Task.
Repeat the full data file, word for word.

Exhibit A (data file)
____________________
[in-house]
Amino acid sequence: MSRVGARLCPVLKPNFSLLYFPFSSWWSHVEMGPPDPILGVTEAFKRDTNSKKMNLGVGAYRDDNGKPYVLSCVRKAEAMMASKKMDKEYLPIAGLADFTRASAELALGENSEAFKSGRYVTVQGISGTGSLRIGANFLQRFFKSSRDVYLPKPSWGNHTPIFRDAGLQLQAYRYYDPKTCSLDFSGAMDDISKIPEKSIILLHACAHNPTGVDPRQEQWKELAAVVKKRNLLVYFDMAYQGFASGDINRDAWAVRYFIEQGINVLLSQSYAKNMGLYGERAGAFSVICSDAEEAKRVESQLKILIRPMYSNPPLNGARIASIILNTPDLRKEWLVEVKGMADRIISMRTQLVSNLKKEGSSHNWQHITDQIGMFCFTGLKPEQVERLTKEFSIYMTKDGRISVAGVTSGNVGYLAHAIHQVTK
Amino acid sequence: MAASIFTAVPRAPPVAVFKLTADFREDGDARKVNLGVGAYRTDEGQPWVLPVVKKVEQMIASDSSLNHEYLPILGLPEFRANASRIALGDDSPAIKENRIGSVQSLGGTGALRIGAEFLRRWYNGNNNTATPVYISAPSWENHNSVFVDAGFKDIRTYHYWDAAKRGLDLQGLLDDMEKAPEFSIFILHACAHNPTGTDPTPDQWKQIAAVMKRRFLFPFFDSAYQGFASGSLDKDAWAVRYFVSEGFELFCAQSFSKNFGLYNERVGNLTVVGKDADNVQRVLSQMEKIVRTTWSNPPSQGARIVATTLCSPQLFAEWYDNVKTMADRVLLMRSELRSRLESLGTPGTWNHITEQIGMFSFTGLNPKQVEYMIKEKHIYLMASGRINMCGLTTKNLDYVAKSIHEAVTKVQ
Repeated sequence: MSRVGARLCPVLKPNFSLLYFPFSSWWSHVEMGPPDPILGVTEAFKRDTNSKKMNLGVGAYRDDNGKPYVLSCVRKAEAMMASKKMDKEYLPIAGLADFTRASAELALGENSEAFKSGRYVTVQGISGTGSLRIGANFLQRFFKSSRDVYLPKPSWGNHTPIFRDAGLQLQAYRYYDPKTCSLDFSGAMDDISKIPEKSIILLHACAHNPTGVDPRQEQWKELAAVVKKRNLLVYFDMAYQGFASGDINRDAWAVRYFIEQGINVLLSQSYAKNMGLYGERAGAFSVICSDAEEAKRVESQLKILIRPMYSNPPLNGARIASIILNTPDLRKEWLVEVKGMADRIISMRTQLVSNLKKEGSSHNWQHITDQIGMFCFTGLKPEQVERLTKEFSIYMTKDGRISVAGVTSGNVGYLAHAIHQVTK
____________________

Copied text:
[in-house]
Amino acid sequence: MSRVGARLCPVLKPNFSLLYFPFSSWWSHVEMGPPDPILGVTEAFKRDTNSKKMNLGVGAYRDDNGKPYVLSCVRKAEAMMASKKMDKEYLPIAGLADFTRASAELALGENSEAFKSGRYVTVQGISGTGSLRIGANFLQRFFKSSRDVYLPKPSWGNHTPIFRDAGLQLQAYRYYDPKTCSLDFSGAMDDISKIPEKSIILLHACAHNPTGVDPRQEQWKELAAVVKKRNLLVYFDMAYQGFASGDINRDAWAVRYFIEQGINVLLSQSYAKNMGLYGERAGAFSVICSDAEEAKRVESQLKILIRPMYSNPPLNGARIASIILNTPDLRKEWLVEVKGMADRIISMRTQLVSNLKKEGSSHNWQHITDQIGMFCFTGLKPEQVERLTKEFSIYMTKDGRISVAGVTSGNVGYLAHAIHQVTK
Amino acid sequence: MAASIFTAVPRAPPVAVFKLTADFREDGDARKVNLGVGAYRTDEGQPWVLPVVKKVEQMIASDSSLNHEYLPILGLPEFRANASRIALGDDSPAIKENRIGSVQSLGGTGALRIGAEFLRRWYNGNNNTATPVYISAPSWENHNSVFVDAGFKDIRTYHYWDAAKRGLDLQGLLDDMEKAPEFSIFILHACAHNPTGTDPTPDQWKQIAAVMKRRFLFPFFDSAYQGFASGSLDKDAWAVRYFVSEGFELFCAQSFSKNFGLYNERVGNLTVVGKDADNVQRVLSQMEKIVRTTWSNPPSQGARIVATTLCSPQLFAEWYDNVKTMADRVLLMRSELRSRLESLGTPGTWNHITEQIGMFSFTGLNPKQVEYMIKEKHIYLMASGRINMCGLTTKNLDYVAKSIHEAVTKVQ
Repeated sequence: MSRVGARLCPVLKPNFSLLYFPFSSWWSHVEMGPPDPILGVTEAFKRDTNSKKMNLGVGAYRDDNGKPYVLSCVRKAEAMMASKKMDKEYLPIAGLADFTRASAELALGENSEAFKSGRYVTVQGISGTGSLRIGANFLQRFFKSSRDVYLPKPSWGNHTPIFRDAGLQLQAYRYYDPKTCSLDFSGAMDDISKIPEKSIILLHACAHNPTGVDPRQEQWKELAAVVKKRNLLVYFDMAYQGFASGDINRDAWAVRYFIEQGINVLLSQSYAKNMGLYGERAGAFSVICSDAEEAKRVESQLKILIRPMYSNPPLNGARIASIILNTPDLRKEWLVEVKGMADRIISMRTQLVSNLKKEGSSHNWQHITDQIGMFCFTGLKPEQVERLTKEFSIYMTKDGRISVAGVTSGNVGYLAHAIHQVTK